Christie is an old hand in the political weight wars. In the 2009 race for New Jersey governor, incumbent Democratic Gov. Jon Corzine not-so-subtly made Christie's plus size an issue.
Corzine broadcast a television ad showing unflattering images of Christie as the narrator intoned that Christie "threw his weight around" to avoid getting traffic tickets. To drive home the comparison, Corzine, a fitness buff, ran in 5K and 10K races during the campaign.
"I have struggled with my weight for the last 30 years on and off, and that's the way it is, and so I think there are a lot of people out in New Jersey who have the same kind of struggles," Christie told one interviewer.
Earlier this year, Christie talked openly with ABC News' Diane Sawyer about his weight and his effort to exercise more.
"What do you say to yourself to psych yourself into it?" Sawyer asked.
"Just look in the mirror, Diane," Christie replied. "OK, I have to get healthier and this job has really forced me, because it's such a draining job from the energy perspective."
Ironically, many strategists say Christie's weight could work to his advantage if he enters the presidential race.
At a time when many Americans are angry with Washington and fed up with politicians, Christie's weight allows him to stand apart from the political crowd, they said. It is an image Christie played to when he warned New Jerseyans to "get the hell off the beach" as Hurricane Irene approached in late August.
"People want something different, something out of the ordinary ... someone who is willing to stand up and confront problems," McLaughlin said "Being a picture-perfect candidate I don't think is as important anymore."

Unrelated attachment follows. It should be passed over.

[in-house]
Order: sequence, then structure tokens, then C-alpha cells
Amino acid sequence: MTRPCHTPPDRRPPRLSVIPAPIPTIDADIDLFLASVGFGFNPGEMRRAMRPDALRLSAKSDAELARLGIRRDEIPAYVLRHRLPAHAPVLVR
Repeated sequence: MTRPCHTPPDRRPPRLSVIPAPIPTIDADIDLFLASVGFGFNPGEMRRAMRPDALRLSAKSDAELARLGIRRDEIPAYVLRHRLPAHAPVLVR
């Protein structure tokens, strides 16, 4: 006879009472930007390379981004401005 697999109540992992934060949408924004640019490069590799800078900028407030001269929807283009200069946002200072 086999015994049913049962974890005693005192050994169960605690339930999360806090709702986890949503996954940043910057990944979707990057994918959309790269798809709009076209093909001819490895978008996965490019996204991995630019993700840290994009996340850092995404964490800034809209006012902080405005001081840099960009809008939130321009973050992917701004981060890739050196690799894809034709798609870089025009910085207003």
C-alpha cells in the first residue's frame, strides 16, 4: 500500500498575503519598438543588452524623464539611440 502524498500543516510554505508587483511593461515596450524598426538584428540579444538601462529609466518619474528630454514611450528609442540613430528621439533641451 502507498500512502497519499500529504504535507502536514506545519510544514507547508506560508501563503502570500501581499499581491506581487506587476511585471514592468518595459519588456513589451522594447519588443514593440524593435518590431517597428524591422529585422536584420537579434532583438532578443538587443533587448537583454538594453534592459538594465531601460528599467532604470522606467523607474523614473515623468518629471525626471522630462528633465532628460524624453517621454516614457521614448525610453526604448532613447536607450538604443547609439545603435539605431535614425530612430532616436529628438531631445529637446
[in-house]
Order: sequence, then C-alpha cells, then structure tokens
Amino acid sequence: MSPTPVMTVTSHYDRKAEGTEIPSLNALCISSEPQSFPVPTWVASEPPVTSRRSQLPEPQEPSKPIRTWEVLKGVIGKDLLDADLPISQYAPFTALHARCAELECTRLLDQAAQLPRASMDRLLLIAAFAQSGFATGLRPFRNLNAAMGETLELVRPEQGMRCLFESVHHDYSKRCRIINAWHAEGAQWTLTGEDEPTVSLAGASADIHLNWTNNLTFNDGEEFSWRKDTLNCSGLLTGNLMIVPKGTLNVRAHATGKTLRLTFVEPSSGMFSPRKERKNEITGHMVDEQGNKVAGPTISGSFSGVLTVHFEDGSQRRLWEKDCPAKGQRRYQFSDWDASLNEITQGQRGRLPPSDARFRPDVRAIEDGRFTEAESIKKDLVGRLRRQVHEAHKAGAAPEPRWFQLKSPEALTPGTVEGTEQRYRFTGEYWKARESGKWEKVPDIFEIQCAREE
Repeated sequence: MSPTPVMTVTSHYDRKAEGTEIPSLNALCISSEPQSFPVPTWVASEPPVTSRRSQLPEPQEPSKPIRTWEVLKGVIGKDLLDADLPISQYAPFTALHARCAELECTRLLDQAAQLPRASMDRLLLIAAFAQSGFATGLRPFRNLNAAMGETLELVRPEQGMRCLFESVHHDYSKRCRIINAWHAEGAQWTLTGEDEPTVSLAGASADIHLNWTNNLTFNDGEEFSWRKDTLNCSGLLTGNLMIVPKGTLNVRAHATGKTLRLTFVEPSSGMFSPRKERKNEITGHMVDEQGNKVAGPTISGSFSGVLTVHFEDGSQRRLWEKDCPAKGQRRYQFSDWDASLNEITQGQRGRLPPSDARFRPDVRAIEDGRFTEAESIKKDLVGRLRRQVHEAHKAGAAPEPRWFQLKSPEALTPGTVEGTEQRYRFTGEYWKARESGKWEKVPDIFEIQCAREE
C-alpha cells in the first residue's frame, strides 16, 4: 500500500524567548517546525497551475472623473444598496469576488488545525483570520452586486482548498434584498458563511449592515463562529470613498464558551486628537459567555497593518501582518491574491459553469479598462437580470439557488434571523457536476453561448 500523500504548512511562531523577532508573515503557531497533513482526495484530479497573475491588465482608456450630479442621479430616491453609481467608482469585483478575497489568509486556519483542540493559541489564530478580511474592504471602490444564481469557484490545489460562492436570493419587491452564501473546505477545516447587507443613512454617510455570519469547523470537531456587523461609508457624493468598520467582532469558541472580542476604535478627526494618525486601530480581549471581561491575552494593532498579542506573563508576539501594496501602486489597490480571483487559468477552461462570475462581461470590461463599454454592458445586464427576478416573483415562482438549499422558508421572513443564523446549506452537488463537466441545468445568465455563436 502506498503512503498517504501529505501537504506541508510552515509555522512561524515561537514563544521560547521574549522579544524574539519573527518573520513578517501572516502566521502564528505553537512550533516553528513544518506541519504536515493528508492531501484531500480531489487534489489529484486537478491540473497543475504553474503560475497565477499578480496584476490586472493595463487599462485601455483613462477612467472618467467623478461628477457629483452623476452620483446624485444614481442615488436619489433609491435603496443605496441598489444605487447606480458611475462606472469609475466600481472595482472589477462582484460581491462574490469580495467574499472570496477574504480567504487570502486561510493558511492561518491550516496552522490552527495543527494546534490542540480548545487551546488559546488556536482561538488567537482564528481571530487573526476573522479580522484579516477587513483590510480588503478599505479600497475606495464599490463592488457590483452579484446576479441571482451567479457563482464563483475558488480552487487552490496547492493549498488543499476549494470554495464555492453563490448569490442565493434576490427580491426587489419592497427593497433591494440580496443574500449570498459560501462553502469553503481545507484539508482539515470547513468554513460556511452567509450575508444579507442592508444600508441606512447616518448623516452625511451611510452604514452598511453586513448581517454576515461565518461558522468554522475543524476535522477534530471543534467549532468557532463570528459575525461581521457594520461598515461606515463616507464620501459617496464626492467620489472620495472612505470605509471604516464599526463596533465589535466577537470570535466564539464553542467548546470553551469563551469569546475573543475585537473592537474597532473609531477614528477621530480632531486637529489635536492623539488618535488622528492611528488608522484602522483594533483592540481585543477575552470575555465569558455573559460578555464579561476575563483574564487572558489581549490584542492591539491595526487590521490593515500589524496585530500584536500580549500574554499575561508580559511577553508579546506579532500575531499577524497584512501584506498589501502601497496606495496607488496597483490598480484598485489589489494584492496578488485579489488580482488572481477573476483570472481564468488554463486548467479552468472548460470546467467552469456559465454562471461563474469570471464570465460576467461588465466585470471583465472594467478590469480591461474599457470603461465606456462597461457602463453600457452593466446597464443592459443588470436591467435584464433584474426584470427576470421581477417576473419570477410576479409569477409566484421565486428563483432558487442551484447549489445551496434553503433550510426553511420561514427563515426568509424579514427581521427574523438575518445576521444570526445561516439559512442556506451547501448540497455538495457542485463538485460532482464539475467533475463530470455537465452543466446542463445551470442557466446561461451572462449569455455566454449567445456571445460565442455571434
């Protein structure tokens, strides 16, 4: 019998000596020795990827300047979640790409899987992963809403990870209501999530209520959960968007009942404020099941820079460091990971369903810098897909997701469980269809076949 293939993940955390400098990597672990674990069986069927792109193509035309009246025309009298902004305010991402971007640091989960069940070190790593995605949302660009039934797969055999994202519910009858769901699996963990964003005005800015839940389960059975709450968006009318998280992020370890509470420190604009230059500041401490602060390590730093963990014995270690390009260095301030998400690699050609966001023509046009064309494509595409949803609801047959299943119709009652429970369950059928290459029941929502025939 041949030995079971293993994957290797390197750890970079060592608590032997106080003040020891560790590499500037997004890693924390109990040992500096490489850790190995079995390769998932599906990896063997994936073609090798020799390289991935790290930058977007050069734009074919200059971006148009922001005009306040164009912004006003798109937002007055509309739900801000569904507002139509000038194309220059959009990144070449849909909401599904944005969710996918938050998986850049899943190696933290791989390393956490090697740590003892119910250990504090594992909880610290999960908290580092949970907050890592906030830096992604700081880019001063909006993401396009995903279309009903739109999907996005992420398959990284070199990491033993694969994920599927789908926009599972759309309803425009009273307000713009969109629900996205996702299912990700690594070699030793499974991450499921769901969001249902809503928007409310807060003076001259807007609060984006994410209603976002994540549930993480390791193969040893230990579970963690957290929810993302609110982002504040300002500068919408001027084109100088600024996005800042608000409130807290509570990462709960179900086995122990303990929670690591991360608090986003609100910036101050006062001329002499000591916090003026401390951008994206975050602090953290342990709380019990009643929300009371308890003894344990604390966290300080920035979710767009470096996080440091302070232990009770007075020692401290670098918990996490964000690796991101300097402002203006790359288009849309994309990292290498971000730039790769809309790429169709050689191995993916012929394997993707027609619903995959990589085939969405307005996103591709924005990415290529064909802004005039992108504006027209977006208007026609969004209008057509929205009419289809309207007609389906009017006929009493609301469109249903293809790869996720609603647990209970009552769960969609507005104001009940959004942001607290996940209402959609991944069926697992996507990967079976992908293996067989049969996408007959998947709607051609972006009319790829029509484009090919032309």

Doug Muzzio, a political scientist at Baruch College, said Christie's weight could help him subliminally with voters, too.
"Maybe this is a time when you need someone to be a bull in a china shop," Muzzio said. "Well, bulls are big."
If there is a danger for Christie, it is that his weight might leave voters wondering about his health. In July, he went to the hospital with breathing problems and lightheadedness, forcing doctors to run an EKG test, take blood and x-ray his chest. The diagnosis: a bout of asthma.
Asked if rivals might use such episodes against him, Christie said at the time, "My political enemies are never at rest ... and if this is what they want to use, I think I'm having a pretty good week.
"Despite the well-chronicled issues with my weight, I've been relatively healthy by all objective indicators," he said.
McLaughlin, the Republican strategist, said he relishes the idea of Christie challenging President Obama.
"It would be a real visual contrast, where you have Barack Obama, who is in good shape, perceived as being buff and athletic, going against Chris Christie, who has problems with asthma, who is overweight," McLaughlin said.
"I'd argue it's a vision of government that is big, fat and out of control -- in contrast Christie, who is putting the government of New Jersey on a diet," he said, "The paradox is very interesting."